Home / Capitol Quotes / Capitol Quotes: Oct. 28, 2011

Capitol Quotes: Oct. 28, 2011

“The legislative districts are not all that bad. I got screwed over pretty well, but they drew a decent map in Mesa.” — Sen. Rich Crandall, R-Mesa.

“If Russell loses on Nov. 8, I’m holding a press conference inside the Senate building on Nov. 9. I don’t know what it will be about, but I’ll think of something.” — Sen. Steve Gallardo on his first order of business following a potential Jerry Lewis win in the recall election over Senate President Russell Pearce.

“Who’s going to give me a better price than me? It would cost my group more to go somewhere else.” — Political consultant Constantin Querard, whose company was hired by an independent expenditure group he runs to produce mailers to benefit Senate President Russell Pearce.

“Yuma’s always had the dubious honor of being the tail on someone’s dog. … We’re now two half tails on two dogs.” — Sen. Don Shooter, R-Yuma, on the proposed legislative and congressional maps that split Yuma in half.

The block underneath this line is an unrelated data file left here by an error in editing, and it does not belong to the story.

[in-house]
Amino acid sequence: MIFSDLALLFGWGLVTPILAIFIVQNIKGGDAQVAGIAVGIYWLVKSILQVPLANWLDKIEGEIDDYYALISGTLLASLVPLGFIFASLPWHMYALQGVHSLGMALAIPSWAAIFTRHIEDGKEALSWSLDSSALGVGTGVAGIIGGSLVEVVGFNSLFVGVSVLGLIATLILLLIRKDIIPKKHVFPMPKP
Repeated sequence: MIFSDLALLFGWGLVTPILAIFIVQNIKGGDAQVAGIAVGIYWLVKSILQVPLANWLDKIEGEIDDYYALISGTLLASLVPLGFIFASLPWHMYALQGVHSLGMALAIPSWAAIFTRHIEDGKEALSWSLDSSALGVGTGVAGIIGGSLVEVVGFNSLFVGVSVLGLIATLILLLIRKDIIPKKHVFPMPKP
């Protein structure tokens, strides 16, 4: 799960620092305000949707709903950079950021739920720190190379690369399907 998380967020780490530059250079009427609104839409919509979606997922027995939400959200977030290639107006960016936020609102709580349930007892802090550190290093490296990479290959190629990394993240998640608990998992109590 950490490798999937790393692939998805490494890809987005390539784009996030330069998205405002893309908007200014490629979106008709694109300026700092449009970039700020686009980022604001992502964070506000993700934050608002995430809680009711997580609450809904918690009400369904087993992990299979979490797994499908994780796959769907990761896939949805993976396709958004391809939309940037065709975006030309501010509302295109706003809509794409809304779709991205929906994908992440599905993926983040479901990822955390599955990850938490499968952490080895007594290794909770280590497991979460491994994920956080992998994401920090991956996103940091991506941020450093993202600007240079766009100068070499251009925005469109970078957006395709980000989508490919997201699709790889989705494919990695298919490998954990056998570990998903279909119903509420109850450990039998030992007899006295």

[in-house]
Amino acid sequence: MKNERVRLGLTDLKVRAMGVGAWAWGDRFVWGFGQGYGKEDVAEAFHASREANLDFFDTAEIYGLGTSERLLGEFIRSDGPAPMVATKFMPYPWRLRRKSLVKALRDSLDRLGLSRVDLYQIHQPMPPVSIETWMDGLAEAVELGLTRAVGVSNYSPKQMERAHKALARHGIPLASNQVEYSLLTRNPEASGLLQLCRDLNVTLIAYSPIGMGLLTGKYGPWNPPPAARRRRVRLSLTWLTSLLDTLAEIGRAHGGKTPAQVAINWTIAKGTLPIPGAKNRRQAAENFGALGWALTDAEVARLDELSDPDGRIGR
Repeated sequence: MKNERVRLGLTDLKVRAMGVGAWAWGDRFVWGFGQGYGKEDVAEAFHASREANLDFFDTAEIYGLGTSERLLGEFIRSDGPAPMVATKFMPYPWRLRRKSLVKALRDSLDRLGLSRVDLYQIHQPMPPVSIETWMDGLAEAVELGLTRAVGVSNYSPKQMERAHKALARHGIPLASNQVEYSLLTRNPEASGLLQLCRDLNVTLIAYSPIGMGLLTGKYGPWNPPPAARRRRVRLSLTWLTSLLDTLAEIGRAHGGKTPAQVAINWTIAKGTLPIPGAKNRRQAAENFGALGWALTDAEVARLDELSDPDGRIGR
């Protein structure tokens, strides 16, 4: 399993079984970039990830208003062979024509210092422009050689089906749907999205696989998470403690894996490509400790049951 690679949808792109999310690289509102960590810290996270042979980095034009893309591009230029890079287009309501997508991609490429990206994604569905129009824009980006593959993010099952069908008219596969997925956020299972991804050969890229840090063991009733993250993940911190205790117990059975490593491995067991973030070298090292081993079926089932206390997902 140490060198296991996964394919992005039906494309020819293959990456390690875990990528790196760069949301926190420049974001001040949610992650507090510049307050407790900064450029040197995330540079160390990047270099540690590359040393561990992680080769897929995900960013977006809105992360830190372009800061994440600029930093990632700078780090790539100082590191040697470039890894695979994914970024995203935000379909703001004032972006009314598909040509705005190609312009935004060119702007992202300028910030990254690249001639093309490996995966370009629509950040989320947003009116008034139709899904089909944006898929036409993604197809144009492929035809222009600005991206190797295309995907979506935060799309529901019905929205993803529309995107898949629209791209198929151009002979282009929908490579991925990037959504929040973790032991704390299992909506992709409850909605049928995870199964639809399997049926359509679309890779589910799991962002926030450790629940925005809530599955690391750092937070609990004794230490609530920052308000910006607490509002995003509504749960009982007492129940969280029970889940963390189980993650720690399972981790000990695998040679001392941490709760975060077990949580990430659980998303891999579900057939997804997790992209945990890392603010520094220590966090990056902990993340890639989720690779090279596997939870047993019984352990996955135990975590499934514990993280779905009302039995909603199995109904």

“It’s the one true fix. Otherwise, we’re going to be living with this abomination for the next 10 years.” — Sen. Al Melvin, R-Tucson, on why he wants to refer Proposition 106 back to the ballot in hopes the Legislature can draw Arizona’s new maps instead of the Independent Redistricting Commission.

Leave a Reply

Your email address will not be published. Required fields are marked *




Check Also

These members of the Martin Gold family are standing in front of the first large steam engine and threshing machine in the Phoenix area. They are, from left, Martin Gold; his daughter, Rose; an unidentified farmhand; Gold’s daughter, Helen; Dave Martinez; an unidentified young woman; and Gold’s stepson, Ulysses Schofield. The photograph was taken during the harvest in July 1914. Gold brought the first steam thresher to Phoenix.

Martin Gold, Phoenix pioneer (access required)

By all accounts, Martin Gold was a humble and hard-working man. He was popular among the immigrant community, especially the Mexicans—who called him Don Martin—because of his facility with languages.